Two things we knew for sure was that 1) for the next phase we would need to get inside the apartment, which basically meant we would need the women to open the door more than a crack, and 2) that the women only understood that they had been pranked, but they were unaware of the depth of the attack, or the exact identity of their attackers. They would soon find out.
A third knock at the door. Kaylyn answered it, cautiously creeping open the door at first. She found Cory, smiling sheepishly. She opened the door wider and put her hands on her hips, firing an accusatory glare at him.
Cory replied with apologetic eyes.
No other man on the team could pull this off. Cory, we realized, shared a deeper sense of trust with the women in the apartment. The rest of us were known to them as drooling, horny wolves – the kind of reputation a guy picked up thanks to things like ladies nights. But Cory was more in the friend-zone than the rest of us – “Yeah, they like Cory!” we agreed earlier that night – and he made the perfect bait.
“Hey…” Cory said.
Suddenly, the Trojans sprung to life. Daniel led the charge, pushing past Kaylyn and shoving the door wide open, trapping Liz behind it.
Inside, the women were blinded by streams of pink and green and deafened by the roar of six men belting in unison:
“IT’S RAINING MEN! HALLELUJA, IT’S RAINING MEN! AMEN!”
Each of the six had their pants around their ankles, thrusting their hips to make their penises sling back and forth in their boxers. Also, each was armed with two full cans of Silly String, which they used to blanket the apartment. The original intention was to spray the cans from the crotch region to evoke ejaculation, but that part was lost in the heat of the moment.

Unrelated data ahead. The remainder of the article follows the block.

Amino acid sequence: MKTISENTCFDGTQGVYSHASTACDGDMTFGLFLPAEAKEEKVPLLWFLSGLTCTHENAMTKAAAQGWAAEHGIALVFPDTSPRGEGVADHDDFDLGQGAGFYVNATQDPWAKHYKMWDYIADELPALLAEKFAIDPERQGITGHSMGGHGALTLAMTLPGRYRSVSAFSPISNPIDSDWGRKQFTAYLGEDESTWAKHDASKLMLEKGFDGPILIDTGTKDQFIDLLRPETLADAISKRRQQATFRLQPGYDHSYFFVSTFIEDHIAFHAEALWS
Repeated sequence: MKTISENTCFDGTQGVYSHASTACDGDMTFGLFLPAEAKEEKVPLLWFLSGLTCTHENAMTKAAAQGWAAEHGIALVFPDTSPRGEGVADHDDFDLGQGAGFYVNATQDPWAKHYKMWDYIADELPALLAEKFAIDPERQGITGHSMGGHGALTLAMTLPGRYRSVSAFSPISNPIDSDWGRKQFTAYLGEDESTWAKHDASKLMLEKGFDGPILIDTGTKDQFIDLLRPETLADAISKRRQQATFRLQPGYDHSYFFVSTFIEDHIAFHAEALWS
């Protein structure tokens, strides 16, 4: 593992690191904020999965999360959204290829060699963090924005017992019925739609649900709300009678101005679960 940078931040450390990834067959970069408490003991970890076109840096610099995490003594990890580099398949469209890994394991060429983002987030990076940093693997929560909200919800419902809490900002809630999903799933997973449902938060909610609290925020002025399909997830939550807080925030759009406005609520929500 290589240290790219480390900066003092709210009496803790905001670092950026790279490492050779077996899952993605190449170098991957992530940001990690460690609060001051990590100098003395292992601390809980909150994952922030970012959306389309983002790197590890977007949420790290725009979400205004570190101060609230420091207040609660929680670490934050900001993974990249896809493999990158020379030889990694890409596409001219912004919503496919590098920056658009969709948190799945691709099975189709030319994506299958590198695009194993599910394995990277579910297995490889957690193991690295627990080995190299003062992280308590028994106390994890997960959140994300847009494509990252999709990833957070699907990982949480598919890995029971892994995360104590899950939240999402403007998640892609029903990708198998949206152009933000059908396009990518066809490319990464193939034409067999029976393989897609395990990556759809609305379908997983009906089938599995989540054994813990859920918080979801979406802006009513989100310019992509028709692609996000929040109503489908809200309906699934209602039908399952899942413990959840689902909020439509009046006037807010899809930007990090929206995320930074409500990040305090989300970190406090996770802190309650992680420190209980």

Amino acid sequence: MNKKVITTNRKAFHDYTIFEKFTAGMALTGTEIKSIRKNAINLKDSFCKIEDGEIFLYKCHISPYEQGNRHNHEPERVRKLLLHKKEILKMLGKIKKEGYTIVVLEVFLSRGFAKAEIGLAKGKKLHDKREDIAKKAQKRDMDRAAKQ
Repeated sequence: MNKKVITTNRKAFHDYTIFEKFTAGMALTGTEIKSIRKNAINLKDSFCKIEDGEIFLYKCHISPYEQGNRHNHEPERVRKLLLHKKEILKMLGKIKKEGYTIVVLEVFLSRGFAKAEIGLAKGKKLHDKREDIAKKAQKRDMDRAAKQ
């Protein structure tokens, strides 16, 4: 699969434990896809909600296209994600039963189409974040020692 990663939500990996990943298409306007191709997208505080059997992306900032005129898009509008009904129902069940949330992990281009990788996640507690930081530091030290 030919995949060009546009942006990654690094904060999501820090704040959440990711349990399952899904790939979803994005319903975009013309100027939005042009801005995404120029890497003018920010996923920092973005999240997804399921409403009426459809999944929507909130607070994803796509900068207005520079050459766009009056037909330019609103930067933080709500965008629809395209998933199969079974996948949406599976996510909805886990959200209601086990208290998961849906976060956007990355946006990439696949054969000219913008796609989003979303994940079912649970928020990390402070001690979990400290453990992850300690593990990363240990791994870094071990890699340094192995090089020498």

Within 20 seconds our cans were empty, but the damage was severe. Everything was covered in a colorful web: carpet, walls, the television and DVD rack, the ceiling fan, the cardboard cutout of Legolas, the Ninja Turtles Snuggie, the cake delivered by Aileen’s boyfriend, the Pizza Hut pizza that they paid for, etc. Most of the women huddled on the couch and miserably covered their faces and hair. As we ran out the door, one of the women shoved Filup. Liz chucked an empty Silly String can at Daniel’s head, barely missing.
We ran down the sidewalk towards the parking lot, cheering and laughing. Devin realized he lost his belt. We hopped in our cars and peeled out toward the Ale House for a victory party.
The women were stunned.
For sane people, this would account for a fitting climax to a night of pranks. Their party was ruined, their apartment wrecked. We made our statement, and the women were undoubtedly furious. It would have been tough to top that.
But we wanted fireworks.
PHASE THREE: THE CHERRY ON TOP
The women surveyed the damage and began balling up all the Silly String. They were fuming. Why can’t they just let us have one night to ourselves? Why do they have to make everything about them?
Then, another knock at the door.
Refusing to be caught off-guard again, they opened the door – with extreme caution this time.
A large black man that none of them had ever seen stood before them in the hallway. He wore a Gators windbreaker jacket and carried a pizza warmer bag with him.
“Five Star,” he said.
A third deliveryman. Rule of Threes. They figured that the pranksters must have expected him to arrive before the Silly String attack.
“Sorry,” they explained to the man, opening the door to show him the mess inside. “Some friends of ours have been playing pranks on us tonight. You aren’t the first delivery guy to come.”
“Oh,” the man said. “I see.”
“We’re so sorry, but we don’t have any money to give you for that pizza.”
The man sighed and looked down.
“Look,” he told the women. “It’s my last delivery of the night. It’s actually my last shift working for these guys. You can just have the pizza for free if you want.”
“Really?” the women said. “That’s so nice of you.”
He pulled the pizza box out of the warmer bag and handed it to them.